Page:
This editorial will appear in Friday’s print edition.
Lawmakers from both sides of the aisle agree on at least one issue: They’re concerned about a U.S. Postal Service plan to offer special, monopolistic postage rates that seem designed to favor one customer – the giant Valassis Direct Mail company.
Those lawmakers – as diverse as Democratic Sen. Sherrod Brown of Ohio and Republican Rep. Darrell Issa of California – have demanded to know why the USPS proposes to play favorites with its postal customers and give a huge competitive advantage to Valassis. The deal would give the company rebates ranging from 20 percent to 36 percent for new mailings containing ads by national retailers.
That could have serious consequences for the already struggling newspaper industry, which stands to lose more than $1 billion in revenue if direct-mail rates are reduced so drastically for a major competitor.
According to Newspaper Association of America President and CEO Caroline Little, “Newspaper publishers are shocked by the specifics of this special deal for the country’s largest direct-mail company. The proposal to provide steep discounts to a major newspaper competitor is a dagger aimed at the financial health of newspapers.”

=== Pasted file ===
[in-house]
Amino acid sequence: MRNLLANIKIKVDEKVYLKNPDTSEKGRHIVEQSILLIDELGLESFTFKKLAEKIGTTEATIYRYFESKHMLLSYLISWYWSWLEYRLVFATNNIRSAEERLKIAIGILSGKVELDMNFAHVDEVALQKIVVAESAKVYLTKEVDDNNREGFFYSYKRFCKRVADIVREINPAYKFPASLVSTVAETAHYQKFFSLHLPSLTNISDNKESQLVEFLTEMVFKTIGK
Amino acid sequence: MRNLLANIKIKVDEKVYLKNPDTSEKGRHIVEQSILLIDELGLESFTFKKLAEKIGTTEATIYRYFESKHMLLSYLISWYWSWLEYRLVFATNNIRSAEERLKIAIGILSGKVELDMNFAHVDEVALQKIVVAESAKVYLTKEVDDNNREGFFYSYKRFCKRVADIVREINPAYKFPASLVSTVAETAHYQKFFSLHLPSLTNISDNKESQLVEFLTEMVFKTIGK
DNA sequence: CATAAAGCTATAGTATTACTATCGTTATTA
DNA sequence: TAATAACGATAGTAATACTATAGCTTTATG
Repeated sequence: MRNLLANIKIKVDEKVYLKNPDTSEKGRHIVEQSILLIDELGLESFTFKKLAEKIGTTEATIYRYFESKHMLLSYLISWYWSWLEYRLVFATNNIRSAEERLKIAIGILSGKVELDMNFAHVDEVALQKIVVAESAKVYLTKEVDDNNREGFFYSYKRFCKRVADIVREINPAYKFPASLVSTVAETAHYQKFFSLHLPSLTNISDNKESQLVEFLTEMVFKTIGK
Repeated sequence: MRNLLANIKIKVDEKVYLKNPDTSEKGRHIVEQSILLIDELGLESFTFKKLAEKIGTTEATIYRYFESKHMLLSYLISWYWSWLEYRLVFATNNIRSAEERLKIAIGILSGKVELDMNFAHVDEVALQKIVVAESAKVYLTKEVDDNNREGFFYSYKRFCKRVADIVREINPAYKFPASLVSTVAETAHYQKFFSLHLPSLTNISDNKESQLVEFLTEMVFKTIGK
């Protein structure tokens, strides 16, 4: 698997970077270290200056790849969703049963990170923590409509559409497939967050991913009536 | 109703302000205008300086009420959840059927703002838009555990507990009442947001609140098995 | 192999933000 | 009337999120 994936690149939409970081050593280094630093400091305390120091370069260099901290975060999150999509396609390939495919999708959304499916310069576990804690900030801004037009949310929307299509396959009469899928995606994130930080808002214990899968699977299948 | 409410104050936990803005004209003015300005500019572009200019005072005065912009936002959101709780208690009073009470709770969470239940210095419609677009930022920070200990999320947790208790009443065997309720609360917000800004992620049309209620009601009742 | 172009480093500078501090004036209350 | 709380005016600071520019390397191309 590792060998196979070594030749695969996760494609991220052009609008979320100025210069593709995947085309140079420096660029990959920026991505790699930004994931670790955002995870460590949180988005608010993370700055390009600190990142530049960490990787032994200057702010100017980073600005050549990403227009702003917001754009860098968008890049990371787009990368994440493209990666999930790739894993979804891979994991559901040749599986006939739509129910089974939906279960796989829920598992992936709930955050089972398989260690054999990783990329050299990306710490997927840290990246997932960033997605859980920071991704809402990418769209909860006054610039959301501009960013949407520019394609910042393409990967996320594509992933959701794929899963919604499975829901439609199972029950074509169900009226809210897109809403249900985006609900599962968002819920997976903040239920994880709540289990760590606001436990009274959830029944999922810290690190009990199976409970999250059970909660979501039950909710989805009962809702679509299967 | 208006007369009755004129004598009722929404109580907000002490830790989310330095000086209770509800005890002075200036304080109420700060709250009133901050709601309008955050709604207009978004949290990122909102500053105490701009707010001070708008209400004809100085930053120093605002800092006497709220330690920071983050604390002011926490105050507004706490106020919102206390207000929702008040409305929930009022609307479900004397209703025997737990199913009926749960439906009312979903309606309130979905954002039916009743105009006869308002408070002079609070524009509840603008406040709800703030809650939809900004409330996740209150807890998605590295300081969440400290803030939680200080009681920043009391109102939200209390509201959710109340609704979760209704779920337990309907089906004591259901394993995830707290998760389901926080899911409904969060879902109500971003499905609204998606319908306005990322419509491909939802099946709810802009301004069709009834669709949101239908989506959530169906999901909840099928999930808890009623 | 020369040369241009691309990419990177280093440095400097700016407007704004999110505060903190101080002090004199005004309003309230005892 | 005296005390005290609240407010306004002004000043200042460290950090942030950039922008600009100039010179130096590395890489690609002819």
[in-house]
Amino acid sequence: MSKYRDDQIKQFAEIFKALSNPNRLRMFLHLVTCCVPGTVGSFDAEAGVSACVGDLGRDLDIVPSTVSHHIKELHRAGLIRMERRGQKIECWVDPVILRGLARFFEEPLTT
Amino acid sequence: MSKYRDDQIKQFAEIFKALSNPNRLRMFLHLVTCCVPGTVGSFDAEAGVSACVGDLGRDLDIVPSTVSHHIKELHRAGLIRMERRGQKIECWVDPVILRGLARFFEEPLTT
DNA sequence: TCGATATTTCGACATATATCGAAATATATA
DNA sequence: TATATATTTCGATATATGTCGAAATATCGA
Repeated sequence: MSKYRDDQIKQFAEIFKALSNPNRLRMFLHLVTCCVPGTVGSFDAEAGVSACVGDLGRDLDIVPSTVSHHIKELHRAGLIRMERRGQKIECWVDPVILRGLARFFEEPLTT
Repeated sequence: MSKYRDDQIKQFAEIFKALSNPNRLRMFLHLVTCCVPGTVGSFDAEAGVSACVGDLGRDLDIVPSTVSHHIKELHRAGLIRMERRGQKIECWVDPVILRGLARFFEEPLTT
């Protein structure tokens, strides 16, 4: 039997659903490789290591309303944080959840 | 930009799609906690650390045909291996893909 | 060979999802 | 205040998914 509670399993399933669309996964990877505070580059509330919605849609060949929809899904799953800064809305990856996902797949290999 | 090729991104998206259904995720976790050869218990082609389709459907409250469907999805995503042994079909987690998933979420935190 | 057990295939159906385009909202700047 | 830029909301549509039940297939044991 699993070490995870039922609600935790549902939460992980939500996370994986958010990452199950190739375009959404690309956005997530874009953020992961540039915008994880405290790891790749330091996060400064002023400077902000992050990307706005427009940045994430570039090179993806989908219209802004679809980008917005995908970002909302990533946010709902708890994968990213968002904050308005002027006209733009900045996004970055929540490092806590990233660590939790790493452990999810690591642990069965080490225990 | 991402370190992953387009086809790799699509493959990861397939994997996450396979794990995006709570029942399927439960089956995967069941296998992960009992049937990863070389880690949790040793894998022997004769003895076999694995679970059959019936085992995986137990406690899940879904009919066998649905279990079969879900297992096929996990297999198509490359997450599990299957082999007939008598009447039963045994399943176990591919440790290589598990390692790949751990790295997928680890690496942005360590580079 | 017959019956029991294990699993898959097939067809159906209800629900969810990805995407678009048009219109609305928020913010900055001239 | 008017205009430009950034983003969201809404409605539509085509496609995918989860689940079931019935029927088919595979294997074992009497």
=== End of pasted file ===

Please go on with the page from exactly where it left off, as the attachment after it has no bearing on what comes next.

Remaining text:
The deal might have some small merit if it could be shown that it would help the USPS’s troubled financial state. But in fact, the opposite is more likely. Newspapers, including The News Tribune, are big USPS customers. They spend about $500 million a year mailing ads to nonsubscribers. If Valassis is given favored-mailing status, newspapers might be forced to find another, more competitive way to distribute those products – cutting USPS revenue.
Because the USPS holds a virtual monopoly on home mail service, it should not parlay that power into picking commercial winners and losers in the private sector. That’s exactly what it would be doing by giving one company a huge competitive rate advantage over other postal customers, including newspapers.
The deal would have to be approved by the independent U.S. Postal Regulatory Commission, which will make its decision soon. It should reject the proposal and remind the USPS that its role doesn’t include playing favorites and creating unfair disparities in the marketplace.